Nobody can tell whether Chu went along with Obama on all the corruption or not but Obama and Chu. We know he headed up nuclear power research for the USA before he was chosen. With Chu at the head of energy this administration has bankrolled the first two nuclear power plants in 30 years. No insurance company or anybody else would touch nuclear power because it produces so much radioactive contaminants only a government can take "responsibility". Chu also was responsible for making sure drilling for natural gas went ahead as fast as it possibly could. Anything "green" did not get funded unless the companies donated lots of money to Obama's election. So all-in-all I'm not surprised nothing concrete is said about Chu and why he is leaving. I guess his legacy will have to be vague like "inventing new materials that can absorb sunlight or split water". Something that has been done by numerous people already in numerous ways.

Re:Need more information (0)

Anonymous Coward | about a year and a half ago | (#42769495)

No insurance company or anybody else would touch nuclear power because it produces so much radioactive contaminants only a government can take "responsibility"

The problem wasn't getting insurance to cover spills and accidents, as the clean up funds are not that large of a portion of the cost of constructing a new plant. The problem is simple return on investment and predicting future costs of electricity. It is a large chunk of money to put in one basket, and investors didn't want to invest that much money with the risk of the cost of power not growing fast enough to catch up to what they wanted to pay back the investment. Nuclear is not as cheap as some people make it out to be.

Legendary (0)

Anonymous Coward | about a year and a half ago | (#42767697)

Oh yes, trying to solve problems and working with those who know how to solve said problems....absolutely brilliant. Are there any Nobel Peace prizes left over?

Re:Legendary (0)

Anonymous Coward | about a year and a half ago | (#42771285)

Given the level of effort required for that peace prize, the committee has definitely been on a downward spiral.

Good, maybe they'll fire his son (1)

Anonymous Coward | about a year and a half ago | (#42767941)

he's managed to wreck two projects at NASA AMES

He's tired. (3, Funny)

boddhisatva (774894) | about a year and a half ago | (#42768157)

No energy left.

BECAUSE: Epic Fail (3, Informative)

N8F8 (4562) | about a year and a half ago | (#42768593)

First the billions of taxpayer money spent on BS renewable energy companies then a failure to move nuclear power forward. Better to have hired a Finance expert.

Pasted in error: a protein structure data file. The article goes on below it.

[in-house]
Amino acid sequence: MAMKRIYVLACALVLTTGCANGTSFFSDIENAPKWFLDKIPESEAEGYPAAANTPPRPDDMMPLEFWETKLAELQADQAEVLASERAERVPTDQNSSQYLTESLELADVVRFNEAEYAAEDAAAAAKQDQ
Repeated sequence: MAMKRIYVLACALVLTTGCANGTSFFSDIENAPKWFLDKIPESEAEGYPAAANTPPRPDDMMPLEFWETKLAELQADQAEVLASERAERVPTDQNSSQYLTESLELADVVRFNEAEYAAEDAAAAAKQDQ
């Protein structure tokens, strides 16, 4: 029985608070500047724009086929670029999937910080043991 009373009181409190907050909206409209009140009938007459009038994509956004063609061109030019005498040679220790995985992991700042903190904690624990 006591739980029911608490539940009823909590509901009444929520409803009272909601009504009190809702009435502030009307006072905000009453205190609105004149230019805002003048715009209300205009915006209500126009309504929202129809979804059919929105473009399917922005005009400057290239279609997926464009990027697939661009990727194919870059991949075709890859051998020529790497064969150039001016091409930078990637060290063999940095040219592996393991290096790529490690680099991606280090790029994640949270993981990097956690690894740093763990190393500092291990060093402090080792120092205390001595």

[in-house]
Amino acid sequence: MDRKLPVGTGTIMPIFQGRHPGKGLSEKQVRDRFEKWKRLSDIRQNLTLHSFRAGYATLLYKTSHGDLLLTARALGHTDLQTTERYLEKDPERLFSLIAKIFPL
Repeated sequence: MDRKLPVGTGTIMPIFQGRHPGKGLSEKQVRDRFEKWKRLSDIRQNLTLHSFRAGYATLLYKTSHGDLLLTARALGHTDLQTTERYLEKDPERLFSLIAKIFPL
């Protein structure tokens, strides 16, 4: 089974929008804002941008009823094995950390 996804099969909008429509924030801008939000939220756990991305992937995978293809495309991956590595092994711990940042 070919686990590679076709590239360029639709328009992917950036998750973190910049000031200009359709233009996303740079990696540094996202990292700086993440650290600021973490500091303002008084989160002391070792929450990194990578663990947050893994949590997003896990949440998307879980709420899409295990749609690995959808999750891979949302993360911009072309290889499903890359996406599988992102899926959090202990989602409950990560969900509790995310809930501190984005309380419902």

http://www.csmonitor.com/Environment/2013/0130/Georgia-nuclear-power-plant-could-be-Solyndra-redux-report-says [csmonitor.com]

Epic Genious (1)

bussdriver (620565) | about a year and a half ago | (#42769533)

I hope they pick another genius Scientist to help save the world. People don't realize how these positions work-- politics is about eating shit for a living and being pleasant while doing it. He wasn't a politician so he didn't have to enjoy it but he had to eat plenty of shit regardless because that is how it works. The man did a great deal of good while facing a huge system bent on our destruction and more powerful than even a president... or for that matters the majority of the public has no real power when it comes to our big problems we as a nation and the global problems the world faces today. Most energy secretaries don't know jack about energy and are connected to the wrong industries as business men -- who are not suited to government which is NOT a business except for the parts involving dodging blame and taking credit for successes from underlings.

Solyndra was a small loan that banks wouldn't back because they'd lose if it went bankrupt that is how that program functioned and it had a better loan record than most investors do. (If you don't realize it was a small loan then you need to lower your IQ by 10 points.) What I find funny about it is how little the donation amounts were to Obama and how massive they were to Bush and Republicans who started the Solyndra loan process under Bush. The company wasn't a massive fraud it was attempting to take a superior solar technology and make it CHEAPLY when China was dumping billions into subsidizing their cheap solar to put everybody else out of business. We didn't subsidize our solar or tariff theirs this was just a small loan to something with a HUGE potential payoff.

As for the nuclear plants-- those are always stupid; unless you can manage them properly which the USA can't privately or publicly... well, except the military that public org handles it's nuclear power just fine. Next gen nuke power never happens and I dismiss all talk of that because it hasn't been done its not that we won't build it it is because nobody is building something that isn't there yet. Meanwhile solar tech is cheaper than nuclear power without our subsidies (china lowered price remember) and nuke power is always heavily subsidized.

Re:Epic Genious (1)

WindBourne (631190) | about a year and a half ago | (#42770665)